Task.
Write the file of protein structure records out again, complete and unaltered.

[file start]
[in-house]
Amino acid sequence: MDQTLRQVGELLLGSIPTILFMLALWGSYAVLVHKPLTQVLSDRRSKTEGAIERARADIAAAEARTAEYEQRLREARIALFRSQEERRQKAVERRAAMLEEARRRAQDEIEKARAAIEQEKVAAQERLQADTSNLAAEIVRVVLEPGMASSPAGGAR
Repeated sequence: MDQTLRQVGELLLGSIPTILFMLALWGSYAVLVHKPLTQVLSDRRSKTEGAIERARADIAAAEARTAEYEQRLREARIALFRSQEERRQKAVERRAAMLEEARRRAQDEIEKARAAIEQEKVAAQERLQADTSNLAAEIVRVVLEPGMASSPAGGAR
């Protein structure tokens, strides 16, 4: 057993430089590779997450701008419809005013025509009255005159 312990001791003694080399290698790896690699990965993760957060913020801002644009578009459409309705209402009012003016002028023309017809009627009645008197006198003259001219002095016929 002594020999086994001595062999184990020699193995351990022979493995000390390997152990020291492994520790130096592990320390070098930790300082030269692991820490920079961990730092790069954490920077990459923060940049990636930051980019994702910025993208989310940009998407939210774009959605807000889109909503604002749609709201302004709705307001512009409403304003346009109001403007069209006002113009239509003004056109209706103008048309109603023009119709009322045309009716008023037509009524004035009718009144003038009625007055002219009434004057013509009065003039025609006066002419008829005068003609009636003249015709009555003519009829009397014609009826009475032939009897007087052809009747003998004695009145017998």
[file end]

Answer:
[in-house]
Amino acid sequence: MDQTLRQVGELLLGSIPTILFMLALWGSYAVLVHKPLTQVLSDRRSKTEGAIERARADIAAAEARTAEYEQRLREARIALFRSQEERRQKAVERRAAMLEEARRRAQDEIEKARAAIEQEKVAAQERLQADTSNLAAEIVRVVLEPGMASSPAGGAR
Repeated sequence: MDQTLRQVGELLLGSIPTILFMLALWGSYAVLVHKPLTQVLSDRRSKTEGAIERARADIAAAEARTAEYEQRLREARIALFRSQEERRQKAVERRAAMLEEARRRAQDEIEKARAAIEQEKVAAQERLQADTSNLAAEIVRVVLEPGMASSPAGGAR
């Protein structure tokens, strides 16, 4: 057993430089590779997450701008419809005013025509009255005159 312990001791003694080399290698790896690699990965993760957060913020801002644009578009459409309705209402009012003016002028023309017809009627009645008197006198003259001219002095016929 002594020999086994001595062999184990020699193995351990022979493995000390390997152990020291492994520790130096592990320390070098930790300082030269692991820490920079961990730092790069954490920077990459923060940049990636930051980019994702910025993208989310940009998407939210774009959605807000889109909503604002749609709201302004709705307001512009409403304003346009109001403007069209006002113009239509003004056109209706103008048309109603023009119709009322045309009716008023037509009524004035009718009144003038009625007055002219009434004057013509009065003039025609006066002419008829005068003609009636003249015709009555003519009829009397014609009826009475032939009897007087052809009747003998004695009145017998």